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Kids on Country Camp


The Kids on Country Camp Program is held at Nature Foundation’s two largest Nature Reserves:

  • Witchelina Nature Reserve located on the traditional lands of the Adnyamathanha, Kuyani and Arabana People, 625 km north of Adelaide;

  • Hiltaba Nature Reserve located on the traditional lands of the Gawler Ranges People – Kokatha, Bungala and Wirangu, 750 km Northwest of Adelaide.

Nature Foundation delivered its first Kids on Country Camp for Norwood International High School at Witchelina Nature Reserve from Monday 23 – Friday 27 October, 2023. Facilitators included:

  • Katie Perry (Kids on Country Coordinator),

  • Warren Milera (Aboriginal Cultural Lead Facilitator and Youth Programs and Conservation Officer),

  • Helen Palmer (Conservation Facilitator)

  • Michael Mills (Palaeontology Facilitator)

  • Raijieli Bovoro (Nature Foundation Aboriginal Conservation Trainee Officer)

  • Alice Smith (SA Arid Lands Landscape Board)

  • Declan Morris (SA Arid Lands Landscape Board)

The program provides Aboriginal young people the opportunity to participate in ‘on-country’ camps, where they have the space to develop, nurture and grow their ambition to pursue further study and evaluate career opportunities. The camps have a culture-first approach, where participants are afforded the opportunity to grow under the mentorship of senior Aboriginal people, whilst engaging in practical on-country studies in conservation and land management. The Program uses innovative E-Learning tools combined with field studies to deliver the following program objectives:

  • To strengthen cultural learning and well-being.

  • To support ongoing youth engagement in education.

  • To inspire future careers in conservation land management.

  • To develop skills, abilities, and strengths of the future leaders of communities

The program also provides young Aboriginal people aged between 13–19 with:

  • Skills and knowledge in conservation and land management practices;

  • Opportunities to build on skills and aptitudes for personal growth and long-term success and development;

  • Transmission of Traditional ecological and cultural knowledge, stories and practice by Aboriginal Key Stakeholders including Elders;

  • A program that is linked to secondary school curriculum and accredited to SACE Stage 1, Community Program.

Area of Learning Self Development;

  • Improved health and wellbeing through connection to nature and country;

  • A platform to share knowledge and grow together and in partnership.


Designed to improve well-being, teach life skills, build self-esteem on country and spark further interest in nature science for Aboriginal young people, the program builds employability skills and provides pathways to education. The on-country experience accelerates opportunities for relationship building and shared learning between young Aboriginal people, Traditional Owners, Nature Foundation staff, education providers and potential employers in the region. Activities included:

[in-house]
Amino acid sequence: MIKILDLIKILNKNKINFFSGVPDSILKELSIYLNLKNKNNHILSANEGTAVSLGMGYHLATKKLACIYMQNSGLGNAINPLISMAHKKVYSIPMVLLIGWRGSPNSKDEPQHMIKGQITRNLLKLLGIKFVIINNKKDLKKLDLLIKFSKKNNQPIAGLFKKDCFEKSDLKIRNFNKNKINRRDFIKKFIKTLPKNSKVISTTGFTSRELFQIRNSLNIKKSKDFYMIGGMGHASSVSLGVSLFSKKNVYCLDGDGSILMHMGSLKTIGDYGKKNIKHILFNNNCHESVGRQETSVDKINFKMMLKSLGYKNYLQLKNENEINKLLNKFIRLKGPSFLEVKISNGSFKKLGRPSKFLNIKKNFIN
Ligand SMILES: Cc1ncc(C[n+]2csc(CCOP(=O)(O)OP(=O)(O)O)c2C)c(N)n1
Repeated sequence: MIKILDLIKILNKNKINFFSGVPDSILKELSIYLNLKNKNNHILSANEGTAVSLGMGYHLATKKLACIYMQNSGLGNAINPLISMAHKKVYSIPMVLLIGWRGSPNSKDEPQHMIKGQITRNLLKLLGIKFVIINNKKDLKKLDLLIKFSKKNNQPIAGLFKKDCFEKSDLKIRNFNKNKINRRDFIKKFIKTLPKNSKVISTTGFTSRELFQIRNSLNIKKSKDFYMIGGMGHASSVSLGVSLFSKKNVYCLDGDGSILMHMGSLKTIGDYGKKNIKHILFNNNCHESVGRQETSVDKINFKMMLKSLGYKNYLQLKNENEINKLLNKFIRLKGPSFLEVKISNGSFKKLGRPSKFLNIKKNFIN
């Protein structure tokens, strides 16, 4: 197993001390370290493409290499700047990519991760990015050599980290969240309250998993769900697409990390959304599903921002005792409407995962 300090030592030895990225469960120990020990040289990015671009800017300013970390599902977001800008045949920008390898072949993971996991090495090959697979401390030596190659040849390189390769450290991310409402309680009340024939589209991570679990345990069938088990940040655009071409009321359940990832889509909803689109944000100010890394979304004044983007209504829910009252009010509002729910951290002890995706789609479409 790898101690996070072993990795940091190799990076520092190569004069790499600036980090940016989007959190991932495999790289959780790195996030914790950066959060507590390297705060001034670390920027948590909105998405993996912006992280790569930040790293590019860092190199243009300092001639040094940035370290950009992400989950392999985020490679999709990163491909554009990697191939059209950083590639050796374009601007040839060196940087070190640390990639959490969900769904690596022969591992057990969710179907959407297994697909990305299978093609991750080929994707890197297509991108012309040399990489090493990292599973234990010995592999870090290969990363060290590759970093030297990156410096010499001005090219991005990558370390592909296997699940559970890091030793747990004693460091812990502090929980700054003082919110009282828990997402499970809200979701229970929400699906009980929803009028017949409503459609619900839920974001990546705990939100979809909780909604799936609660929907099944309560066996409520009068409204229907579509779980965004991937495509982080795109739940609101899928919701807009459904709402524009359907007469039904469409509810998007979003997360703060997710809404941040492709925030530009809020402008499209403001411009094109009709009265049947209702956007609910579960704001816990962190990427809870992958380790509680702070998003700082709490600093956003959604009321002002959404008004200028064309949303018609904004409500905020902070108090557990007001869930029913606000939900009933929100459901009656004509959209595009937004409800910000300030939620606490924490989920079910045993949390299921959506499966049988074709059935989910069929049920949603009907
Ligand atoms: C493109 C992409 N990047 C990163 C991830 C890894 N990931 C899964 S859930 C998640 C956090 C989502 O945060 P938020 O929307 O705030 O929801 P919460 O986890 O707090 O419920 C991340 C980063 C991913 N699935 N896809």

• Welcome to Country

  • Tour of nature reserve by vehicle

  • Safety and Induction

  • Vehicle Safety Checks

  • Reading and Interpreting Landscapes

  • Participation in Nature Trail Walks

  • Bird surveys and What bird is that? research

  • Camera trapping

  • Torchlight tour

  • Stories of Inspiration

  • Fence Removal

  • Sustainability and resource management

Highlights of the camp include:

Uncle Warren Milera spoke about his life and his journey as an Aboriginal man/role model in his community and sang some of his original songs that linked to self-esteem and a strong identity for participants, along with providing tips to succeed and stay out of trouble. Warren was able to link his presentation/performance with the different activities across the camp and reinforce some of the learnings over the five days. Uncle Warren shared tips for young Aboriginal people to succeed in Western culture while remaining strong in Identity.


Dreamtime is the foundation of Aboriginal religion and culture. It dates back 65,000 years. It is the story of events that have happened, how the universe came to be, how human beings were created and how their creator intended us to function within the world as they knew it. Stories shared included rules and ways of being such as lessons not to hurt animals; how one should show respect in another's country and how one should behave in certain circumstances.


These stories are the cultural rules and obligations Aboriginal people are expected to live by, within their culture. Uncle Warren spends a lot of time yarning with students individually, in particular the young men, building relationships and speaking about anything the young people wish to share.

Uncle Warren generously shares his cultural knowledge through stories, oral traditions, language and knowledge of places and plants. The students absolutely loved yarning and sharing stories with Uncle Warren.

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